Masterpieces at the famous Louvre Museum are now online for the world to see

About 482,000 works have been digitized so far, according to museum

A woman wearing a protective face mask walks past the deserted Napoleon courtyard and the closed Louvre museum and pyramid in Paris, France.
A woman wearing a protective face mask walks past the deserted Napoleon courtyard and the closed Louvre museum and pyramid in Paris, France. (2020 Chesnot)

Traveling to Paris is a dream for many, and one of the things that winds up on to-do lists is visiting the Louvre Museum. It has some of the most famous artwork in the world.

But as we all know, traveling internationally in the past year hasn’t exactly been as easy as in years past.

That means for some people, they’ve missed out on some beautiful sights, but the Louvre doesn’t have to be one of them.

The museum announced on its website that, so that everyone can enjoy the collections it holds, all of the works of the museum have been brought together for the first time online, in a more ergonomic, more visual and more immersive way.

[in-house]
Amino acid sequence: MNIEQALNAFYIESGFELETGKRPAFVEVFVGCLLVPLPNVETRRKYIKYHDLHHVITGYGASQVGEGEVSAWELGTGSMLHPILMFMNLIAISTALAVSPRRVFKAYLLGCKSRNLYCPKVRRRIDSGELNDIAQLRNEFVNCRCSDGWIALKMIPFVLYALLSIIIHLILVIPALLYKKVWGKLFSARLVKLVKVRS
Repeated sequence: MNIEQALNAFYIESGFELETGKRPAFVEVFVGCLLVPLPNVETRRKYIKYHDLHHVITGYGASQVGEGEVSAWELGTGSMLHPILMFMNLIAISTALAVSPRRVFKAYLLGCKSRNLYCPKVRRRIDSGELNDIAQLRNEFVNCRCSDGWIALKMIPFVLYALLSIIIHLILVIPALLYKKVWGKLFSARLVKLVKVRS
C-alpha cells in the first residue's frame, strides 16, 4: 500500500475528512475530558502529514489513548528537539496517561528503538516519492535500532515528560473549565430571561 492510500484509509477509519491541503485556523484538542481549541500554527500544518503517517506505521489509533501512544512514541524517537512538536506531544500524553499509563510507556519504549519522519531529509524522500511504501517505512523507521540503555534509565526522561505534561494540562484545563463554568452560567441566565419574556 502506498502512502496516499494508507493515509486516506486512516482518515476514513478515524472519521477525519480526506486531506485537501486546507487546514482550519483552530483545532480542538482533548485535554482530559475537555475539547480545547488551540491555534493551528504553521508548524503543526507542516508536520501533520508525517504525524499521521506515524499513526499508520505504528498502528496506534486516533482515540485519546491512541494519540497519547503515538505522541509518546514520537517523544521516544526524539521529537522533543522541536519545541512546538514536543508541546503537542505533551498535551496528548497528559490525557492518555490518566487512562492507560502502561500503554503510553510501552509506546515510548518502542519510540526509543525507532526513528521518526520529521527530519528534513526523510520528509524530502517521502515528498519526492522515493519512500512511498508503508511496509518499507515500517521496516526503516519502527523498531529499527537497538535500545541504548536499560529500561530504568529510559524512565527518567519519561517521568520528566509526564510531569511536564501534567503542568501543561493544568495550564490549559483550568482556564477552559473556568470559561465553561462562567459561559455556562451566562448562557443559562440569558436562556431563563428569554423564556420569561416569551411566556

“For the first time, everyone will be able, free of charge, from their computer or smartphone, to access all of the works kept by the Louvre, whether they are exhibited in the Palais, on loan, on deposit or in storage,” said Jean-Luc Martinez, the museum’s president and director.

Some of the most popular pieces inside the Louvre include:

  • The Raft of Medusa
  • The Seated Scribe
  • The Wedding at Cana
  • David with the Head of Goliath
  • Death of the Virgin
  • Coronation of Napoleon
  • The Battle between Love and Chastity

And that’s just to name a few. It’s estimated that about 482,000 works have been digitized so far, with more being added daily.

The Louvre closed after the COVID-19 pandemic began, and it remains closed to the public today -- the main reason why scientific staff has moved so swiftly to get the works online.

“I am convinced that this digital development will further increase the desire of our audiences to physically come to the Palais to discover the works in their materiality,” Martinez said of when the museum reopens.

Click here to search the Louvre Museum’s online collection.


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